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RELEASES UK

Three French openers on UK screens

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Malian filmmaker Abderrahmane Sissako’s political drama Bamako [+see also:
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, Daniel Thompson’s Parisian comedy Orchestra Seats [+see also:
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and Kim Chapiron’s horror film Satan are the three French films opening today against UK documentary Blue Blood and four US titles.

Bamako – picked up at last year’s Cannes Film Festival by Artificial Eye – is being released on four screens. The political drama, which takes a look at poverty and debt in Africa, has received rave reviews in the UK press. Artificial Eye has put together a strong publicity and promotional campaign in partnership with Christian Aid and Film Education to spread word-of-mouth.

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Optimum Releasing is launching Orchestra Seats in nine London cinemas and five regional venues and Tartan Films is platforming the Vincent Cassel vehicle Satan at the ICA in London.

UK documentary film Blue Blood by Stevan Riley is being released in three cinemas by Darkhorse Pictures. The film follows the paths of five Oxford University students as they try to make it into a boxing squad. Those who do will get to face off against students from the University of Cambridge and earn the right to call themselves a "Blue". The film was shot, edited and produced by Riley, himself a graduate of Oxford.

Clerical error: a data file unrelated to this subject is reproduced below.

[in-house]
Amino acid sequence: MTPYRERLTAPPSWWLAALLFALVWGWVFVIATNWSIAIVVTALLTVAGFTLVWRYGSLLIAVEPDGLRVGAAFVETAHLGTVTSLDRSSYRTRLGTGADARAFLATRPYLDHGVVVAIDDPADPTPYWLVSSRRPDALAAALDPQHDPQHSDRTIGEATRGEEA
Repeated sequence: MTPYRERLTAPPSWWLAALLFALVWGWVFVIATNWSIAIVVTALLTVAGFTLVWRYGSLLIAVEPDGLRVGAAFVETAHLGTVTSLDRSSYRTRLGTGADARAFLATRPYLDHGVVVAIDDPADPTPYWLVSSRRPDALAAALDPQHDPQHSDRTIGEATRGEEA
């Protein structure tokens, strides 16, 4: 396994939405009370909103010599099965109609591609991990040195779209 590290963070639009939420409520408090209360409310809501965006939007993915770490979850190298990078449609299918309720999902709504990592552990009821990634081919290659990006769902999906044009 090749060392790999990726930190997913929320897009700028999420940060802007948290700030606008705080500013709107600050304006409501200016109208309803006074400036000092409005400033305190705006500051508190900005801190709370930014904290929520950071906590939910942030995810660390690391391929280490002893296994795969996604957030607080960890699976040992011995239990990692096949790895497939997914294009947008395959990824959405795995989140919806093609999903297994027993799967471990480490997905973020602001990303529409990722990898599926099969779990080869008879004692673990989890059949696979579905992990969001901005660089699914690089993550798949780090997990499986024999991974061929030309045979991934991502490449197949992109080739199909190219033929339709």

The UK box office is being dominated by local action comedy Hot Fuzz, which took the number one position by storm last weekend with over £5m grossed from 427 screens. The new film from the team behind Shaun of the Dead, director Edgar Wright and stars Simon Pegg and Nick Frost, is well positioned to become another major hit for UK production powerhouse Working Title.

Also holding very strong is Luc Besson’s Arthur and the Invisibles [+see also:
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, which climbed from eighth to fifth place last weekend as a result of the half-term break. The film, released by Momentum Pictures, has grossed over £3.6m in three weeks from 433 screens.

In at number seven is 20th Century Fox’s Notes on a Scandal [+see also:
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(€3.8m gross from 267 screens), followed by Momentum’s Hannibal Rising [+see also:
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(£2.1m from 339 screens).

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